LAN designs a colourful urban island in Strasbourg

LAN Architecture’s new project features pastel colours, a mix of functions, urban density and interior flexibility to recreate the vitality of historic city centres.

How can we recreate the density and relational capacity, typical of historic city centres, even in different contexts, where the dimensions of the built environment often expand? This is the question that Paris-based LAN Architecture started out with to create a complex of mixed-use buildings in Strasbourg.

The project area, the Saint-Urbain block, is an urban fragment cut through by high traffic roads and surrounded by a park, a cemetery and a shopping centre. Given its particular urban condition, the intervention of more than 20,000 square metres was conceived as a self-sufficient and complete island on a functional level: the Nolistra project features 178 residential dwellings, a hotel, offices and commercial spaces.

LAN Architecture, Nolistra, Strasbourg, 2021
LAN Architecture, Nolistra, Strasbourg, 2021

The variety of the programme and typology of dwellings is intended to encourage the vitality of what the architects call “a new place for Strasbourg”, and the diversity of users who flow through its spaces. Mimicking the variety of fragmented and heterogeneous historic blocks, eight large coloured volumes are positioned in an apparently untidy way around a central green space. In reality, the spacing and relationships between the buildings have been carefully defined by the architects.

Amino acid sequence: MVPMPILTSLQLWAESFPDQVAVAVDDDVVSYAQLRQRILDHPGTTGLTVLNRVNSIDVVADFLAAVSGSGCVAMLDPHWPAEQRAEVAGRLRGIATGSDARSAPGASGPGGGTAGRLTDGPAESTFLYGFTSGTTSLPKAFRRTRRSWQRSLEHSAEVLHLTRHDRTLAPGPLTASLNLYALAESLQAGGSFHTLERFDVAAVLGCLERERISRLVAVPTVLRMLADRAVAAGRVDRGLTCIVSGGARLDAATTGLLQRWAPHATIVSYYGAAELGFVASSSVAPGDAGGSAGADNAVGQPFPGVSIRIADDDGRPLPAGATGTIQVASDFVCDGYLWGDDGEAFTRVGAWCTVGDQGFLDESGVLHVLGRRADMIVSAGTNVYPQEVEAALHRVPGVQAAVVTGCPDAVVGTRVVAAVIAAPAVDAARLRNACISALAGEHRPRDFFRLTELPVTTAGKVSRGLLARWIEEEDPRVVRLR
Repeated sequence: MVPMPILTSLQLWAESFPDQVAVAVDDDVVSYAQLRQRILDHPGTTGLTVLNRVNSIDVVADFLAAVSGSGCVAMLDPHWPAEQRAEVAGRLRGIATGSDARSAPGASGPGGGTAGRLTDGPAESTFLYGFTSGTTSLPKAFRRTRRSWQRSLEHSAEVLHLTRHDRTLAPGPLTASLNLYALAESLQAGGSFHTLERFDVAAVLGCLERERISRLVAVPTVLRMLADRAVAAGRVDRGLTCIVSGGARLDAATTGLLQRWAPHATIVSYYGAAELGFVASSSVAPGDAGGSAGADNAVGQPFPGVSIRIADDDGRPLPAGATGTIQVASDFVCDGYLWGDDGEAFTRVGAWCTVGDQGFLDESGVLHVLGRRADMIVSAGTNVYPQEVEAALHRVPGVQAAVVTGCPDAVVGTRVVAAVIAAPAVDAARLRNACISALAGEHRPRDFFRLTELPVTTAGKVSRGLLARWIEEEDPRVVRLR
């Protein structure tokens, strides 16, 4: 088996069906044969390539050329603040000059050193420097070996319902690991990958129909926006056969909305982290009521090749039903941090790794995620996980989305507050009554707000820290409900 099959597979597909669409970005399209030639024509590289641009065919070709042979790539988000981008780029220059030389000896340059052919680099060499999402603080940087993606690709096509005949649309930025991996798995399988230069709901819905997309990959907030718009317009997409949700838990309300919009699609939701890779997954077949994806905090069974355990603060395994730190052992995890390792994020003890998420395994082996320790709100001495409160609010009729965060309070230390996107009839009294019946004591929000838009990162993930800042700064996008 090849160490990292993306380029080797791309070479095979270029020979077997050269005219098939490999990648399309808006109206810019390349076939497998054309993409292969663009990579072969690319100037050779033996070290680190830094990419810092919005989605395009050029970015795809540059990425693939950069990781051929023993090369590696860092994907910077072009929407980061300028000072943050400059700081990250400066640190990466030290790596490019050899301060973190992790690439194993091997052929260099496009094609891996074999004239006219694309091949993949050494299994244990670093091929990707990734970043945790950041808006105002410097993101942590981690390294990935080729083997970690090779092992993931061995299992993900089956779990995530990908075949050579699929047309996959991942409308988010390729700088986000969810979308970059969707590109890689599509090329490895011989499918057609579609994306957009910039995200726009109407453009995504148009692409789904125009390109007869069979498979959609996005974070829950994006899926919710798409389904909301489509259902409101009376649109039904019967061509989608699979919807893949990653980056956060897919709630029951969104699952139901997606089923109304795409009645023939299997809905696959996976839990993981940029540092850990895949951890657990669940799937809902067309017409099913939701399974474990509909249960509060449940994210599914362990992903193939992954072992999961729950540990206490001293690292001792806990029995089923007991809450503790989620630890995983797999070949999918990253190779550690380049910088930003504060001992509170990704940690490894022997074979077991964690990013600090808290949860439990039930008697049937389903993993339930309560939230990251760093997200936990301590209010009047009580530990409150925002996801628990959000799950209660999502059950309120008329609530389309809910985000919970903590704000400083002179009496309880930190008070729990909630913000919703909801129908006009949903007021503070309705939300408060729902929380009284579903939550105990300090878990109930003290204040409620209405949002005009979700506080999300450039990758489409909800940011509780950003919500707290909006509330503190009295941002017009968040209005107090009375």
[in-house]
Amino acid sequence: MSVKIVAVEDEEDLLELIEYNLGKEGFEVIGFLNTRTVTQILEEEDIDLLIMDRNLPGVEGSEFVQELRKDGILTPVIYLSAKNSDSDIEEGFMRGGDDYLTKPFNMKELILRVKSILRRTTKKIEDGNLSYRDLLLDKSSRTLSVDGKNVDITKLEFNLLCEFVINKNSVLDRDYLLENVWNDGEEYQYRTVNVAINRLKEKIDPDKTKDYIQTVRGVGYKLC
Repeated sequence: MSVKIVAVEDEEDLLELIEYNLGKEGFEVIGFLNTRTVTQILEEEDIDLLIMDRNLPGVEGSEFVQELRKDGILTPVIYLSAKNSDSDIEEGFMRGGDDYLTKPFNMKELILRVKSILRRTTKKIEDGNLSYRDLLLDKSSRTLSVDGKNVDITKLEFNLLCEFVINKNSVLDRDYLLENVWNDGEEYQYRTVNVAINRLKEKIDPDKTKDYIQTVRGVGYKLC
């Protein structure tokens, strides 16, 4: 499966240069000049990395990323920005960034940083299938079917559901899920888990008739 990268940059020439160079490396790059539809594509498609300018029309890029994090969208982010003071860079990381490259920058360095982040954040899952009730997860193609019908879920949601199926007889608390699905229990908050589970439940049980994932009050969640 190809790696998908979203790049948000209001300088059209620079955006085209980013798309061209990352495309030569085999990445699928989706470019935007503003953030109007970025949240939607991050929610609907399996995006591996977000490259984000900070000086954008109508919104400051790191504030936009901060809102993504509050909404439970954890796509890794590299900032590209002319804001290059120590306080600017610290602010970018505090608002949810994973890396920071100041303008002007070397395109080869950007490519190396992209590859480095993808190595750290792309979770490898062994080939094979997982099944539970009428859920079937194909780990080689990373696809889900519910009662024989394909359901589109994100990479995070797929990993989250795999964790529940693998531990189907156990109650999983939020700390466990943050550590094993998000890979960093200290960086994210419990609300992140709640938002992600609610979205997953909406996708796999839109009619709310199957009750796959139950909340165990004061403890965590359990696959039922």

The facades of the eight buildings in Saint Urbain are undoubtedly the main element of LAN's design. The first reason is "invisible", but decisive for the configuration of the interiors: the perimeter walls have a structural function and allow the interiors to be freed up, making them flexible to future changes. The second motivation is the most clearly visible: the colour palettes chosen by the architects and the repetitiveness of the windows characterise the entire project. These choices also go in the direction of wanting to interpret the urban dynamics of Strasbourg's city centre in a contemporary way. 

LAN Architecture, Nolistra, Strasbourg, 2021
LAN Architecture, Nolistra, Strasbourg, 2021

Spacing, density, repetition of facades, mix of functions: these are the main strategies adopted by LAN to recreate a type of urbanity that is often lacking in urban suburbs. Will it be enough?

mixed use
LAN Architecture
Local architect:
TOA architectes
Structural engineering:
Environment consultants:
Technical control:
NF Habitat certification:
21,542 sqm

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